The threatened and endangered killer whales of Canada's West Coast need food and a safe place to live. It's obvious. That's why in February, the Federal Court of Appeal upheld a court decision that the government must meet the requirements of the Species at Risk Act and provide legal protection for the fundamental needs of killer whales.
That means ensuring that coastal waters are protected from pollution, that tankers and military vessels make less harmful noise, and that killer whales have chinook salmon to eat. The David Suzuki Foundation was one of the clients represented by Ecojustice that took the government to court and provided expertise on the whales and ways to help them recover.
For years, the federal government has resisted meeting the requirements of Canada's Species at Risk Act, spending time and money fighting in court instead of protecting the environment.This court victory means that Fisheries and Oceans Canada will now have to meet its obligations to limit marine noise and pollution in places important to killer whales. It will also be required to reduce fishing in some areas to make sure the whales have enough chinook salmon. This case also sets an important precedent for other endangered species whose critical habitat and food sources need protection.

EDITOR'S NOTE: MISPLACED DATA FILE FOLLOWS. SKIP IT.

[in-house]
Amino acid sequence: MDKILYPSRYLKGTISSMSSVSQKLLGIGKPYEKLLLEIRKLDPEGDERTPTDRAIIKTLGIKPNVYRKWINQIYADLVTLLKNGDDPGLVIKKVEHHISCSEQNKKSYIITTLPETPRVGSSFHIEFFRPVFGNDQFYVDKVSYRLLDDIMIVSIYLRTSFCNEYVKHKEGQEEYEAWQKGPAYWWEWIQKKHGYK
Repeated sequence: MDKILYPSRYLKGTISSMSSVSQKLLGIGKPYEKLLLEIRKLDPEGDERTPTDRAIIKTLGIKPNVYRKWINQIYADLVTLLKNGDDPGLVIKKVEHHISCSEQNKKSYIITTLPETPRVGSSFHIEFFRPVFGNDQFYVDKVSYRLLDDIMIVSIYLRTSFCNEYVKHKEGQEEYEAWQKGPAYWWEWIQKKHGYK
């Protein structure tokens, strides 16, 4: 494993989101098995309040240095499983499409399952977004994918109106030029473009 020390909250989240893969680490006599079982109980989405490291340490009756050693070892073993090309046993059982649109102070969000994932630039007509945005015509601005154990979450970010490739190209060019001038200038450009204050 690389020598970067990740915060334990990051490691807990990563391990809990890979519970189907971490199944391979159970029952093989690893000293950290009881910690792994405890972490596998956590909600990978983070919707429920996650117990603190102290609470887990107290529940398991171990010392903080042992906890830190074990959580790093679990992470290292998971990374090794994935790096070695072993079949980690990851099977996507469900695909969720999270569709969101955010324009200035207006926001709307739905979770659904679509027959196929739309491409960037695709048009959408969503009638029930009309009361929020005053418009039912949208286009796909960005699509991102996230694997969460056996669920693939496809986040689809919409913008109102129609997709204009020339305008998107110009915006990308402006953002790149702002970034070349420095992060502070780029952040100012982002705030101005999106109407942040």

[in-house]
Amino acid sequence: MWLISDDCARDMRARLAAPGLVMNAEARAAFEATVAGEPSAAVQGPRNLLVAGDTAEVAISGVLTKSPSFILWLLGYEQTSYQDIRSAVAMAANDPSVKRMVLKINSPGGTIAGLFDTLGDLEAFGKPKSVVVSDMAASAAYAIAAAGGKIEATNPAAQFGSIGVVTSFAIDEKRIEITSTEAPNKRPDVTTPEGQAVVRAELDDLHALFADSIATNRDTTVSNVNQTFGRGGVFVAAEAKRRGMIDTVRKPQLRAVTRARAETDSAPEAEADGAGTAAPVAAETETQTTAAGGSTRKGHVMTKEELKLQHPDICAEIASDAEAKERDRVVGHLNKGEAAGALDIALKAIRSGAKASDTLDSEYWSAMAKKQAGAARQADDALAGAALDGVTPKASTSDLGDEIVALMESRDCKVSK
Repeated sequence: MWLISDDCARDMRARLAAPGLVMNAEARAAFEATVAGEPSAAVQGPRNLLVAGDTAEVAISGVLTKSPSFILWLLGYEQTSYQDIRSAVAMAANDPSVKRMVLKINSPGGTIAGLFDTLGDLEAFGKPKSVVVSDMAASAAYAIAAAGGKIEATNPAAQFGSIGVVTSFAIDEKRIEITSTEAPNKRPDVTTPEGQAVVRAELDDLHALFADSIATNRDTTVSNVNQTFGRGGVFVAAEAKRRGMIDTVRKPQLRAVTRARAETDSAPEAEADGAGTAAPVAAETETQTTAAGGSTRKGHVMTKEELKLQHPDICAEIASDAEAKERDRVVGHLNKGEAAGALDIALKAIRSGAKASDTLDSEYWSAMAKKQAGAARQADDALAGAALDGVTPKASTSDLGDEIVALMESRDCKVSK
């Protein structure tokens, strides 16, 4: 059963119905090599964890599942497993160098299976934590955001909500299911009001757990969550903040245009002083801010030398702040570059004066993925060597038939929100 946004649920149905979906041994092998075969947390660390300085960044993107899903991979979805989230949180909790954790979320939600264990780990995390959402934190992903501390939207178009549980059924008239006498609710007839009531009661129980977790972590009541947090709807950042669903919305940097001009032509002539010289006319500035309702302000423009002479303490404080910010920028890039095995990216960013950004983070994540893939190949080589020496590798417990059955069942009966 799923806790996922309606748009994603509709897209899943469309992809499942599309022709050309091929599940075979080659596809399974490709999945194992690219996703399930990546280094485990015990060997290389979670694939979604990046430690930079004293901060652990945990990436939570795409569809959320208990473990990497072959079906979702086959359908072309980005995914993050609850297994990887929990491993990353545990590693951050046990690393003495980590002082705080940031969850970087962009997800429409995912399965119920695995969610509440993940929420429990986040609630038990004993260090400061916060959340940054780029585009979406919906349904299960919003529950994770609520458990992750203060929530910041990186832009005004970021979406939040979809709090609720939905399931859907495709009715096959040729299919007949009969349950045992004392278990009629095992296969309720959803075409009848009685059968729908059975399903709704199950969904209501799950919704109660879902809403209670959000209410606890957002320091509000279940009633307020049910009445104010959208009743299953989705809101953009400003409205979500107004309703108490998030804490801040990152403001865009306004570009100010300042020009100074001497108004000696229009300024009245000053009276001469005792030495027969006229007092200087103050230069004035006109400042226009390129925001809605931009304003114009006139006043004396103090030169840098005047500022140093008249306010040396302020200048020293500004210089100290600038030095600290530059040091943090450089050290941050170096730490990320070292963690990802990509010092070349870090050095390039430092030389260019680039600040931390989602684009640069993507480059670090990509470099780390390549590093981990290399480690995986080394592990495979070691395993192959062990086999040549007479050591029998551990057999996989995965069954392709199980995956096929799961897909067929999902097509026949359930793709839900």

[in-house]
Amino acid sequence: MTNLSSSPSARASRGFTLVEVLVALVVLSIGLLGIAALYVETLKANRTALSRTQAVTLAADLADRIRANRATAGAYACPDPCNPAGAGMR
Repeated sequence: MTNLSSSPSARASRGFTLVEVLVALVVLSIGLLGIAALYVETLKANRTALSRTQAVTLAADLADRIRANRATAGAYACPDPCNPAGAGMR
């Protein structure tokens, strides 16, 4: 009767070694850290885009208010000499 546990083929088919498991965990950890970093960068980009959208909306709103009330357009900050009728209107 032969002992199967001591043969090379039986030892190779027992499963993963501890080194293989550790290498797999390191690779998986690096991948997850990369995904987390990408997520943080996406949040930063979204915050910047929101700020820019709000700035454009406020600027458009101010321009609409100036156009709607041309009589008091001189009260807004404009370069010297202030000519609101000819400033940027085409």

But this case is about more than the health of endangered species. We all rely on clean air, water, and soil to survive and thrive. We are one species among many within a complex web of life. When we break that web by endangering or destroying any of the diverse species that compose it, we risk disrupting the systems we all depend upon for our basic needs.
The most important function of a government, and the laws that define it, is to protect the basic needs of its citizens. Our most basic needs, and those of killer whales, depend on a healthy environment. That's why taking care of endangered species is really the same thing as taking care of ourselves.